Real or Fake?
Before DMARC, figuring out if an email was real or not was a tough job. People and organizations tried their best to filter out spam, malware, and phishing, but when filters couldn't figure out "Real or Fake", they'd let end users try to figure it out.
Because of this, email is involved in more than 90% of all network attacks, through such exploits as spear phishing.
DMARC solves the problem
Co-authored by one of dmarcian’s founders, DMARC is a free and open technical specification that describes how to make email easy to identify. Email senders are given precise directions on how to configure their email. Email receivers use DMARC to verify that email comes from the Internet domain that it claims to come from.
People who operate their own Internet email domain (everything to the right of the “@” sign in an email address) deploy DMARC. By always sending DMARC compliant email, the operator of the Internet domain can tell the world “everything I send is easy to identify using DMARC — feel free to drop fake email that pretends to be me.”
Email is worth fixing
At dmarcian, we see email as a cornerstone of the Internet and a key factor in online identity. Not only does it connect workers, partners and customers together, it is part of your brand and represents your organization to the outside world.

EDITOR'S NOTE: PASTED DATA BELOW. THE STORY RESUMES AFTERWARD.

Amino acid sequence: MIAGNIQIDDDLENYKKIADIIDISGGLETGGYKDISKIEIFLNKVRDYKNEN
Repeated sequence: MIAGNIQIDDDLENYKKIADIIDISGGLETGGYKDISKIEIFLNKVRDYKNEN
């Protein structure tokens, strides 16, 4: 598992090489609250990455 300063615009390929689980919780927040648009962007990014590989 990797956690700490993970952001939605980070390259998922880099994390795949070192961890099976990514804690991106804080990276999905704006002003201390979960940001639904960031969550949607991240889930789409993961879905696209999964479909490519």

We believe email is worth fixing. Our long-term mission: make email better through widespread DMARC adoption.
The benefits of protecting domains with DMARC
If you use email, you'll benefit by incorporating DMARC.
When strong security controls are deployed against fraudulent email, delivery is simplified, brand reliability increases and visibility is granted to domain owners on how their domains are being used around the internet.
Disallow unauthorized use of your email domain to protect people from spam, fraud, and phishing.
Gain visibility into who and what across the Internet is sending email using your email domain.
Use the same modern plumbing that mega companies use to deliver email.
Make your email easy to identify across the huge and growing footprint of DMARC – capable receivers.